Are you passionate about History, Art History, Archaeology or Geology?
Do you want to combine a classic safari with visiting majestic sites in Tanzania?
Following your personal interests and budget, we will create a memorable journey into Tanzania’s past
These tours are built on demand and customized to fill your needs
Mary Douglas Leakey and Louis Seymour Bazett Leakey
Kondoa Rock Art
Depending on the sites you wish to visit, we will propose a combination of national Parks to create a proper itinerary
How to book such a safari?
- Tell us about interest
- Send us an email specifying the number of persons traveling, the number of days you wish to travel and an idea of your budget
- Specify any special needs, wishes or requirements
- We will build a specific safari just for you either on an individual basis or for your own group
- Complete custom tours following your personal interests
- Proper guiding within the sites by professional archaeologists or historians
- You choose your style of accommodation: Tented Camps or Traditional Lodges
- If you travel in July or August, we can organize a visit to the field research site at Olduvai
- Plan this trip long in advance and we will contact the professionals in charge of the sites to arrange a meeting and special visits to increase the value of the trip
- During the wildlife safari part of your journey, you will be traveling in 4×4 with a naturalist guide/driver
Tanzania has a lot to offer for those interested in History of Mankind:
Of course, many people have heard about Olduvai Archaeological Site and Laetoli site. Olduvai Gorge is one of the most important paleoanthropological sites in the world and has been instrumental in furthering the understanding of early human evolution. This site was occupied by Homo Habilis approximately 1.9 million years ago, Paranthropus Boisei 1.8 million years ago, and Homo Erectus 1.2 million years ago. Homo Sapiens is dated to have occupied the site 17,000 years ago. Olduvai Gorge is a steep-sided ravine in the Great Rift Valley. Laetoli site is dated to the Plio-Pleistocene and famous for its hominid footprints, preserved in volcanic ash. The site of the Laetoli footprints is located 45 km south of Olduvai Gorge. The location was excavated by the archaeologist Mary Leakey in 1978. “The Laetoli Footprints” received significant recognition by the public, providing convincing evidence of bipedalism in Pliocene hominids based on analysis of the impressions.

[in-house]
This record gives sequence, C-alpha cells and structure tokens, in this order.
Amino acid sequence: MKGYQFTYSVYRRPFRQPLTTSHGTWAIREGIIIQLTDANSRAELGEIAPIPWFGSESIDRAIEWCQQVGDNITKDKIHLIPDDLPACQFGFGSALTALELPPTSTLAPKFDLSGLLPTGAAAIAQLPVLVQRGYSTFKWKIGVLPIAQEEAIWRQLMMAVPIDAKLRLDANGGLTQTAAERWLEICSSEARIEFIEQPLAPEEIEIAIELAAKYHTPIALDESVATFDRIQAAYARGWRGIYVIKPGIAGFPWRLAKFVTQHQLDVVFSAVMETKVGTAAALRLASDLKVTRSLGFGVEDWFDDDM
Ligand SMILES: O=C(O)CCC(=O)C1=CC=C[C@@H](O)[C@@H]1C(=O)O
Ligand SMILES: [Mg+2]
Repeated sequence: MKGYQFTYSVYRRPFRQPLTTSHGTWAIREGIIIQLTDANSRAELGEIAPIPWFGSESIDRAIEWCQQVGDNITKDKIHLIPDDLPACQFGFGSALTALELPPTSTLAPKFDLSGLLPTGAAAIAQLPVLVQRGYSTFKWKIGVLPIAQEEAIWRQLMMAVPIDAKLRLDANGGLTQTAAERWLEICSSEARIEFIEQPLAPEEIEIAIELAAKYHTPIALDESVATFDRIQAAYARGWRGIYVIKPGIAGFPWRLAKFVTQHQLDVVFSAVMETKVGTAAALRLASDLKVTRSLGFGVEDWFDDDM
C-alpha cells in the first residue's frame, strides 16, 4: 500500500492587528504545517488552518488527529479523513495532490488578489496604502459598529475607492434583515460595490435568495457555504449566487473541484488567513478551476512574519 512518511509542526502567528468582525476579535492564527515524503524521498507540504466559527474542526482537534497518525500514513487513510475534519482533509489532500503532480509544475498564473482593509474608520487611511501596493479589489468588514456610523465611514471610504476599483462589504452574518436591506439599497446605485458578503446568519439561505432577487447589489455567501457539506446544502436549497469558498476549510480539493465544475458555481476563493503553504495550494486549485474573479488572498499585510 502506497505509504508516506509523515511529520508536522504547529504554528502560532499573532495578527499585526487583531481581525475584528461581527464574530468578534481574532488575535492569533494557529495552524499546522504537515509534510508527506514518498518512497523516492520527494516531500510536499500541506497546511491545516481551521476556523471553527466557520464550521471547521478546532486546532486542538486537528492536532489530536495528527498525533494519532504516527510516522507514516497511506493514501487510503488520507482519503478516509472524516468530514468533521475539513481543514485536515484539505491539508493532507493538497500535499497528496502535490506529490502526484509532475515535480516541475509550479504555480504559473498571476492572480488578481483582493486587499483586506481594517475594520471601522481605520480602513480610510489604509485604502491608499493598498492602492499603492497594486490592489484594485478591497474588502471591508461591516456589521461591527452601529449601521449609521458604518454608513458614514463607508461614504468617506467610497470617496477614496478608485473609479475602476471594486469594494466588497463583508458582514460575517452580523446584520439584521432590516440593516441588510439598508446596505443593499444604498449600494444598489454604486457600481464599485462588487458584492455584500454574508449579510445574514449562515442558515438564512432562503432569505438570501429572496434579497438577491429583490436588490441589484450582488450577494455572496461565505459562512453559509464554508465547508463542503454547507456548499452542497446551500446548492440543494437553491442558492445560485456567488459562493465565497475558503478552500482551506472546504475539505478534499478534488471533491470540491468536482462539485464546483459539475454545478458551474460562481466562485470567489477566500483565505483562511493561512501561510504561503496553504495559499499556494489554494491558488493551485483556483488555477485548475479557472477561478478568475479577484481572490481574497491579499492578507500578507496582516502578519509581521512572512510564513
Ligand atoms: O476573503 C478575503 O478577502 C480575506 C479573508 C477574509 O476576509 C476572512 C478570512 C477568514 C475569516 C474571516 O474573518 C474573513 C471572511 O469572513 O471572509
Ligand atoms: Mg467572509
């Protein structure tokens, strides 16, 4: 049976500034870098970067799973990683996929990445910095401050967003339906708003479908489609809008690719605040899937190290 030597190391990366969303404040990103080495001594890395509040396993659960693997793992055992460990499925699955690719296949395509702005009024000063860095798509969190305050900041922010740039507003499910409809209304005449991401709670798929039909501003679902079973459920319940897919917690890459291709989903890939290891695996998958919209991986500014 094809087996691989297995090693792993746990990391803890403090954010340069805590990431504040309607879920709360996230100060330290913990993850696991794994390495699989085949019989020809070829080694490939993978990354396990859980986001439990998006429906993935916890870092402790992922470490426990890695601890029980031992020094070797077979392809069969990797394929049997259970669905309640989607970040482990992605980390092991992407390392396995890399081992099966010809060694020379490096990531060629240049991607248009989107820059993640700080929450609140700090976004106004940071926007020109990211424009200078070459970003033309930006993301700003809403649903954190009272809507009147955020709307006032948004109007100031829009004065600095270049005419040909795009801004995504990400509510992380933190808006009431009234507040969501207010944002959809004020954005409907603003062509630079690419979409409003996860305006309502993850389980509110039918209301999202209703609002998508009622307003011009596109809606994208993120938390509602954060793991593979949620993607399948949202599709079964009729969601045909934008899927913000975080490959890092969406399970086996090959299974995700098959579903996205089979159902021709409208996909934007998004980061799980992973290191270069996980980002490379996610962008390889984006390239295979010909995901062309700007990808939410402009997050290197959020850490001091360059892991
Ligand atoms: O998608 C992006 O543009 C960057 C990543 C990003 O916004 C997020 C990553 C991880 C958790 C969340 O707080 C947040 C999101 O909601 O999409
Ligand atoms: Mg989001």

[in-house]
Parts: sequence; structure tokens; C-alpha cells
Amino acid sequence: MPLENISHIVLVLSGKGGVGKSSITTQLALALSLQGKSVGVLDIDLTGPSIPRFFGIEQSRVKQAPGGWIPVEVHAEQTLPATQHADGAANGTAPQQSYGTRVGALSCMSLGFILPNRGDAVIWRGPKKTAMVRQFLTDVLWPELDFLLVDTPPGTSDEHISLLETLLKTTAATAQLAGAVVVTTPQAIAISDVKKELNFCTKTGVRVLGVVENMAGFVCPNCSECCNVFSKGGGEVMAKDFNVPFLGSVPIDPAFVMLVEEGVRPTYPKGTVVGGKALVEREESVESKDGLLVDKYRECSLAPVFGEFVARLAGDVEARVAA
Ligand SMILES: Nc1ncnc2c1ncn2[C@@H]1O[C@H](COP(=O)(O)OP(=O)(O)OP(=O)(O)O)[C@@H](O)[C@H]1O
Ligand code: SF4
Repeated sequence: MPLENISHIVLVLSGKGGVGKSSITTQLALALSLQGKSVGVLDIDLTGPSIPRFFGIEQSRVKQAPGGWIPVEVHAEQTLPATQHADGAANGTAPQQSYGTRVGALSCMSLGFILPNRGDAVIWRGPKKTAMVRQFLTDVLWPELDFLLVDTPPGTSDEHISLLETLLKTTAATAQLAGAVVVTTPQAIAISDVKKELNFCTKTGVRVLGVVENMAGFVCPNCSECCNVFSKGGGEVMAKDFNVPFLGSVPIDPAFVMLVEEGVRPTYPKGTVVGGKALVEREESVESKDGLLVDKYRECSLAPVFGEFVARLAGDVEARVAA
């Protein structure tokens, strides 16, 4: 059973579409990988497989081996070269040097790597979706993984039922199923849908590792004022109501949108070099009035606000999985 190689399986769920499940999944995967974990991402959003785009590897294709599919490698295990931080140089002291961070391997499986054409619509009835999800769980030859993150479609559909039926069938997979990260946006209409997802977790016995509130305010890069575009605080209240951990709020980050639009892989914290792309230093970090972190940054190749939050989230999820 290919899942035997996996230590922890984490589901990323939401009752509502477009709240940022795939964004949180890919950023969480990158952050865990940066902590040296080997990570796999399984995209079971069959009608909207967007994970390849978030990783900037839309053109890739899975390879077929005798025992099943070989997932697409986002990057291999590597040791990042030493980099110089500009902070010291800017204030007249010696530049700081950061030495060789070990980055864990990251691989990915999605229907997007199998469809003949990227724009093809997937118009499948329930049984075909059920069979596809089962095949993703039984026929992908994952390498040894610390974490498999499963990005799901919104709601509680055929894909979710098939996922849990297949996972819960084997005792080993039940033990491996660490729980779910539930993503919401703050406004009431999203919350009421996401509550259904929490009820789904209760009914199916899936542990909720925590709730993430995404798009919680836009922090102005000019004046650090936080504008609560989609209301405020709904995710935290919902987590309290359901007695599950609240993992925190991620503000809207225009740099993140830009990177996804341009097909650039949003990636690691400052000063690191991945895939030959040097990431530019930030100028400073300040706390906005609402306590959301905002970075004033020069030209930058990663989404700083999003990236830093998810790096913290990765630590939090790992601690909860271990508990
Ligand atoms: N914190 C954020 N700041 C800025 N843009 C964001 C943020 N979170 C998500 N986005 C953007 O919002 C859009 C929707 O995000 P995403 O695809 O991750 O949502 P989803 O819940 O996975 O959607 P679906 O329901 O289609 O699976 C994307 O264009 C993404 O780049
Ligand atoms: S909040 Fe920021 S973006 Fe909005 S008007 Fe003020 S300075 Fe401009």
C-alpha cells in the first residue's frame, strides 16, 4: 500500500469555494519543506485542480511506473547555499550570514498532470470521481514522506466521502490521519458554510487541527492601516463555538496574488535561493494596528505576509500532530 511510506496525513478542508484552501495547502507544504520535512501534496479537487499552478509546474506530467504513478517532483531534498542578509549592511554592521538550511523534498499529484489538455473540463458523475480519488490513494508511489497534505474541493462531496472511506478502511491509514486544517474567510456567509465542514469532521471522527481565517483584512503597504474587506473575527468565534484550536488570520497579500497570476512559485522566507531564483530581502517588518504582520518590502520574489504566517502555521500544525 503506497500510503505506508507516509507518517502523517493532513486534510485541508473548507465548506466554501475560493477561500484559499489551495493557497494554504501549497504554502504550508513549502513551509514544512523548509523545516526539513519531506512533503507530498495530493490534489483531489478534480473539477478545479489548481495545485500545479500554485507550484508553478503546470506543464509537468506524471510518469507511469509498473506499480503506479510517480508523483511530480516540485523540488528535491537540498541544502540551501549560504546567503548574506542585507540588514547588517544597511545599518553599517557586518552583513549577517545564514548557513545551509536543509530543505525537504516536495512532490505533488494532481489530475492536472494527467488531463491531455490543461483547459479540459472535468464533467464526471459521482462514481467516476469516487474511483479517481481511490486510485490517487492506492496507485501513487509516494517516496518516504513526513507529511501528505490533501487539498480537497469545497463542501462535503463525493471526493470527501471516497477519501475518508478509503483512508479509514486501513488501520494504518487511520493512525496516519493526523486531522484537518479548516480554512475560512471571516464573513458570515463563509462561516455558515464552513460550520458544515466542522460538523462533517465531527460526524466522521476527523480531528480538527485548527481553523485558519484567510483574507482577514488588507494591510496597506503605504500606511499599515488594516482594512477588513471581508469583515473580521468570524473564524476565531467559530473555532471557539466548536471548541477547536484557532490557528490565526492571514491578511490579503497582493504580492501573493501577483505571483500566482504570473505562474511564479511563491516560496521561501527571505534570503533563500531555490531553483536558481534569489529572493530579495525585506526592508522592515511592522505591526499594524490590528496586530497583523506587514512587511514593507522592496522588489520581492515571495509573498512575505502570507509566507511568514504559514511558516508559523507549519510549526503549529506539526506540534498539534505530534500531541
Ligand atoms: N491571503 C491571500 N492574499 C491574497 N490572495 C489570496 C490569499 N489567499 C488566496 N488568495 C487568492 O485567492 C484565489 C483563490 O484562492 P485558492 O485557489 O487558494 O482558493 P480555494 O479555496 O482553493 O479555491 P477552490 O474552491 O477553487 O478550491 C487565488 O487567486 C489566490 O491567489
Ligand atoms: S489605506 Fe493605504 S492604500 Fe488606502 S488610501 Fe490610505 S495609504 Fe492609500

Did you know that Tanzania counts 7 UNESCO World Heritage Sites?
- Kondoa Rock Art Sites (2006)
On the eastern slopes of the Masai escarpment bordering the Great Rift Valley are natural rock shelters, overhanging slabs of sedimentary rocks fragmented by rift faults, whose vertical planes have been used for rock paintings for at least two millennia. The spectacular collection of images from over 150 shelters over 2,336km2, many with high artistic value, displays sequences that provide a unique testimony to the changing socio-economic base of the area from hunter-gatherer to agro-pastoralist, and the beliefs and ideas associated with the different societies. Some of the shelters are still considered to have ritual associations with the people who live nearby, reflecting their beliefs, rituals and cosmological traditions.
- Ruins of Kilwa and Songo Mnara (1981)
The remains of two great East African ports admired by early European explorers are situated on two small islands near the coast. From the 13th to the 16th century, the merchants of Kilwa dealt in gold, silver, pearls, perfumes, Arabian crockery, Persian earthenware and Chinese porcelain; much of the trade in the Indian Ocean thus passed through their hands.
- Stone Town of Zanzibar (2000)
The Stone Town of Zanzibar is a fine example of the Swahili coastal trading towns of East Africa. It retains its urban fabric and town scape virtually intact and contains many fine buildings that reflect its particular culture, which has brought together and homogenized disparate elements of the cultures of Africa, the Arab region, India, and Europe over more than a millennium.
- Kilimanjaro National Park (1987)
- Selous Game Reserve (1982)
- Serengeti National Park (1981)
- Ngorongoro Conservation Area (1979)
We can also take you to the majestic Lake Natron to view the amazing Oldonyo Lengai volcano and visit the Engaruka Archaeological site:
Engaruka is an abandoned system of ruins in the Great Rift Valley in northern Tanzania that is famous for its irrigation and cultivation system. It is considered one of the most important Tanzanian archaeological sites.
Sometime in the 15th century, an Iron Age farmer community with a large continuous village area on the foot slopes of the Rift Valley escarpment, housing several thousand people had involved in irrigation and cultivation system, involving a stone-block canal channeling water from the “Crater Highlands” or a wide steep slope to stone lined cultivation terraces.
Also Dr Kaiser discovered the ruins of “Engaruka” including great stone circles, and dams since 1896 to 1897. The first detailed and archaeological investigation was done by Hans Reck in 1913. Louis Leakey and Mary Leakey investigated the site in 1935.
Tropical trails will assist you to create your perfect journey into the past and present of Tanzania